….but Labour spread range hardens
Moves against Labour on the General Election markets have seen the price go to 1.4 with William Hill, which has almost certainly got the biggest book and reflects money going on the Tories. This is the best value on Labour for a very long time and now might be the time to bet.
To underline the value of this price punters should note that of the £306,000 that’s been matched on Labour in the Betfair betting exchange General Election market just £62 has been at prices at more than 1.4. At the time of posting the Betfair price is 1.34. At the William Hill price a £100 winning bet produces £140 back including the stake.
As we have said repeatedly it is very hard to see how Labour is not going to end up with most MPs at the General Election because of the way the seats are distributed. Michael Howard needs to be getting consistent poll leads of at least 6% on YouGov before there is any doubt at all on the outcome. The Tories are a long way off that.
The real issue for political gamblers is not the outcome but the price and 1.4 looks very good to us.
Confusingly the latest General Election spread betting prices are moving in the opposite direction with bigger numbers for the Labour and the Lib Dems that have not been fully off-set by a decline for the Conservatives. The latest prices are:-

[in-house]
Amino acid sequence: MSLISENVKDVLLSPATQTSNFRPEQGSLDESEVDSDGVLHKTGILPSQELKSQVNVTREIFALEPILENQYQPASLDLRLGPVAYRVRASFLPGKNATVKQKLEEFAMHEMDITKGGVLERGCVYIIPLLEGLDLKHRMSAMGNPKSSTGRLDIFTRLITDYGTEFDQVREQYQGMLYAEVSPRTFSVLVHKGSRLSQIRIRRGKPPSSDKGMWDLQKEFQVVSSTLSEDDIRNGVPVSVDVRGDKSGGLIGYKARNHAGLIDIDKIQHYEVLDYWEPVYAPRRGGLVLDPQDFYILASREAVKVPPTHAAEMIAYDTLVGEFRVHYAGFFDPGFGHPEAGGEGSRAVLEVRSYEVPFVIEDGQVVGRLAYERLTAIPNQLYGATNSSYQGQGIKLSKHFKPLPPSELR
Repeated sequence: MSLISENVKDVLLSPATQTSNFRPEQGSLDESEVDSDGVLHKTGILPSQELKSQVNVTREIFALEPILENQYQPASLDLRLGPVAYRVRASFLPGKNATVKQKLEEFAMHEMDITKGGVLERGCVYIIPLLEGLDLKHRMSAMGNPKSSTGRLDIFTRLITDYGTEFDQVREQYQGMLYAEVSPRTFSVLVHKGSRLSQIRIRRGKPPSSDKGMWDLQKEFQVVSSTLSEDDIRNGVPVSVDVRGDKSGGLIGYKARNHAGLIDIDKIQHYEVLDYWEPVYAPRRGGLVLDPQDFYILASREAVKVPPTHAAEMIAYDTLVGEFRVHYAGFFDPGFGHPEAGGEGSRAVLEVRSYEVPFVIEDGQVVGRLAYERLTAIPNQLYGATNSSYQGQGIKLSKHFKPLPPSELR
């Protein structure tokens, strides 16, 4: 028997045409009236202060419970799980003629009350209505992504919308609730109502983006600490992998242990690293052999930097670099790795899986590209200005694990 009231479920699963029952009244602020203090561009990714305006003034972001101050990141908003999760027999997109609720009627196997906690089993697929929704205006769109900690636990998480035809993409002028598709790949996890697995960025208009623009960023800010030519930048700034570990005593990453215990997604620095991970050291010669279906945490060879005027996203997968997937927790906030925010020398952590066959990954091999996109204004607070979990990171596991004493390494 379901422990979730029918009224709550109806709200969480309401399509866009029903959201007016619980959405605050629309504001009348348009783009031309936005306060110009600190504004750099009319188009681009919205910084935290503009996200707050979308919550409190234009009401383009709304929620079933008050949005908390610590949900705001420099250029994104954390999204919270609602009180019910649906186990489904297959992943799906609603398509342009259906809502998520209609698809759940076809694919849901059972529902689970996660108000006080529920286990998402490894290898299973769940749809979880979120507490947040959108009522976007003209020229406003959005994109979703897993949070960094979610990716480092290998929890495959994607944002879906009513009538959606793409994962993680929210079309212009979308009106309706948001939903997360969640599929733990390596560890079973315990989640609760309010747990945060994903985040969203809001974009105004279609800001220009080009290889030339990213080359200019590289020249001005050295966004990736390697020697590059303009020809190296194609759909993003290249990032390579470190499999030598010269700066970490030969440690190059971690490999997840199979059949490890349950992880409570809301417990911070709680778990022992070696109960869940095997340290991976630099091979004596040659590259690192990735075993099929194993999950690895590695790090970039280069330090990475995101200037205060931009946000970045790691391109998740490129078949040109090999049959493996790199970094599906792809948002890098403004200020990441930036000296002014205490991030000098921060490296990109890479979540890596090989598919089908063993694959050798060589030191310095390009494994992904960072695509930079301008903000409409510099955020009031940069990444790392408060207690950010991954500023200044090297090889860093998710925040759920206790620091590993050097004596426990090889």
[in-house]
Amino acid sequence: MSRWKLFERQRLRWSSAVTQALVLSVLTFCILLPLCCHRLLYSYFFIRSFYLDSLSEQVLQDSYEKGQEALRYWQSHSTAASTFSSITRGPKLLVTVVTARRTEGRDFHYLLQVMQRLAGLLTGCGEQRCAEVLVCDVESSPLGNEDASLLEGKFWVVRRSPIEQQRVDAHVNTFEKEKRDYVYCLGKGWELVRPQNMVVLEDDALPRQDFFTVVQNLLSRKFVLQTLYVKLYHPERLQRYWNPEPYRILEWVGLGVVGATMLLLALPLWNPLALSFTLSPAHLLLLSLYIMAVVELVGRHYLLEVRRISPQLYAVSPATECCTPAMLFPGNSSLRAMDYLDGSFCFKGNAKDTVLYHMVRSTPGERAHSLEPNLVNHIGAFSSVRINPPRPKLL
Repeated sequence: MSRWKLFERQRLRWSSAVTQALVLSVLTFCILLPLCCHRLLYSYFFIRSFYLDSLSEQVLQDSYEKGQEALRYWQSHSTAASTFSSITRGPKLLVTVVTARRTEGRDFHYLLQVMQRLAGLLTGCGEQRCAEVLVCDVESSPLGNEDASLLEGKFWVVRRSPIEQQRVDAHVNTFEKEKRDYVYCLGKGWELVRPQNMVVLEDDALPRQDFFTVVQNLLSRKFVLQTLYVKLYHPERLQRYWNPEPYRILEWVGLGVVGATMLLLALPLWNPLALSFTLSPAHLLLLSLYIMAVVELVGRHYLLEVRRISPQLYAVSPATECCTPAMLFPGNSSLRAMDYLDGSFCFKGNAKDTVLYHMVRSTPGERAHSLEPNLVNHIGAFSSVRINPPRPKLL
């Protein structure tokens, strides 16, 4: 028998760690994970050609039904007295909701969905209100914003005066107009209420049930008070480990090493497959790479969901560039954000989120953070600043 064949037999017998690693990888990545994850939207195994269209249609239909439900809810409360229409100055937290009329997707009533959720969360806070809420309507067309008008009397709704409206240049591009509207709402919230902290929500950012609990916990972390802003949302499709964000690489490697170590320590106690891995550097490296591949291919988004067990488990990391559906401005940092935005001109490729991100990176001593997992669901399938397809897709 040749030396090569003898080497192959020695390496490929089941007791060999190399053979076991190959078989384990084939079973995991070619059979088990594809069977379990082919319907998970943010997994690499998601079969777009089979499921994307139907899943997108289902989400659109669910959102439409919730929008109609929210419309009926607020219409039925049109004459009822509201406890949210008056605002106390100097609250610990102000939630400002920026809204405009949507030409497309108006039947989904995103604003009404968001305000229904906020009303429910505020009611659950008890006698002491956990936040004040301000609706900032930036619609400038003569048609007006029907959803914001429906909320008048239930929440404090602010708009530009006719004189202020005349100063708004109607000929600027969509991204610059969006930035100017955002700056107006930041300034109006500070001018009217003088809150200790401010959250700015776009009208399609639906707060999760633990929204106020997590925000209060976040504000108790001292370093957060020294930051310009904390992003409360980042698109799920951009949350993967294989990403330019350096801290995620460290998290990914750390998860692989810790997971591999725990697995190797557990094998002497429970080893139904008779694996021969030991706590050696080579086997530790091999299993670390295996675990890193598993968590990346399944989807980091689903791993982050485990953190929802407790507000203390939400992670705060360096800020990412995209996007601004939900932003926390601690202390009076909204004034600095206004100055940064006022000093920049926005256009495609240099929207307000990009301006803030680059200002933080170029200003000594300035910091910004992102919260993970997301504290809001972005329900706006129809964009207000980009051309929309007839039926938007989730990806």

LAB 330-340 (+2) CON 238-248 (-2) LIB 55-60 (+2)
The move in the Lib Dem spread follows our BUY CALL last week when the price was on 58. If the party takes Leicester South at the coming by-election then we would expect to see this spread to rise further so the BUY price of 60 is still a value bet – just.
But the confusing part of the new prices is that the Conservatives have declined by 2 seats whereas the Lib Dems and Labour have, between them, gone up by 4. Taking into account Northern Ireland and SNP/PC seats it appears that the spreads are working on an inflated House of Commons with 661 seats not 646, 13 of which are accounted for by the changes in Scotland.
Is there are profit opportunity created by the spreads working on the basis 15 MPs more than will be elected at the next General Election?
This has most impact on the Labour spread price which would seem to include the 10 seats that the party will lose as a result of the boundary changes – which as we pointed out in April have not been factored in by the spread betting firms. Our advice is to be very wary of a BUY bet on Labour until this is clarfied. With just one MP in Scotland this has almost no impact on the Tory spread.
If the Labour trend continues to rise then with the 10 seats that are going anyway we might reach a stage where a SELL bet becomes good value. We are probably about 4 seats from that point.
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